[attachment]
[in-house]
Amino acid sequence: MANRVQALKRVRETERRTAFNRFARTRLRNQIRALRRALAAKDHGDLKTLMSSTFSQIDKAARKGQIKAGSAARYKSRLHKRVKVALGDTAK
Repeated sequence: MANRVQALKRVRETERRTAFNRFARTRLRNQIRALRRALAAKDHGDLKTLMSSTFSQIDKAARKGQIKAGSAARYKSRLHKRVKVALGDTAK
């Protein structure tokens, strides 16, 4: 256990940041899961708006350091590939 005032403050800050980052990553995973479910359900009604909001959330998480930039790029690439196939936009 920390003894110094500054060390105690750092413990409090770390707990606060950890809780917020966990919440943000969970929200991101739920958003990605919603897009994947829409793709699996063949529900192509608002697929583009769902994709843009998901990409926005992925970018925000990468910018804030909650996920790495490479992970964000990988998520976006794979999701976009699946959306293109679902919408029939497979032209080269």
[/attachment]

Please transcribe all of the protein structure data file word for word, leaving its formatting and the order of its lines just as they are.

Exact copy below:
[in-house]
Amino acid sequence: MANRVQALKRVRETERRTAFNRFARTRLRNQIRALRRALAAKDHGDLKTLMSSTFSQIDKAARKGQIKAGSAARYKSRLHKRVKVALGDTAK
Repeated sequence: MANRVQALKRVRETERRTAFNRFARTRLRNQIRALRRALAAKDHGDLKTLMSSTFSQIDKAARKGQIKAGSAARYKSRLHKRVKVALGDTAK
């Protein structure tokens, strides 16, 4: 256990940041899961708006350091590939 005032403050800050980052990553995973479910359900009604909001959330998480930039790029690439196939936009 920390003894110094500054060390105690750092413990409090770390707990606060950890809780917020966990919440943000969970929200991101739920958003990605919603897009994947829409793709699996063949529900192509608002697929583009769902994709843009998901990409926005992925970018925000990468910018804030909650996920790495490479992970964000990988998520976006794979999701976009699946959306293109679902919408029939497979032209080269």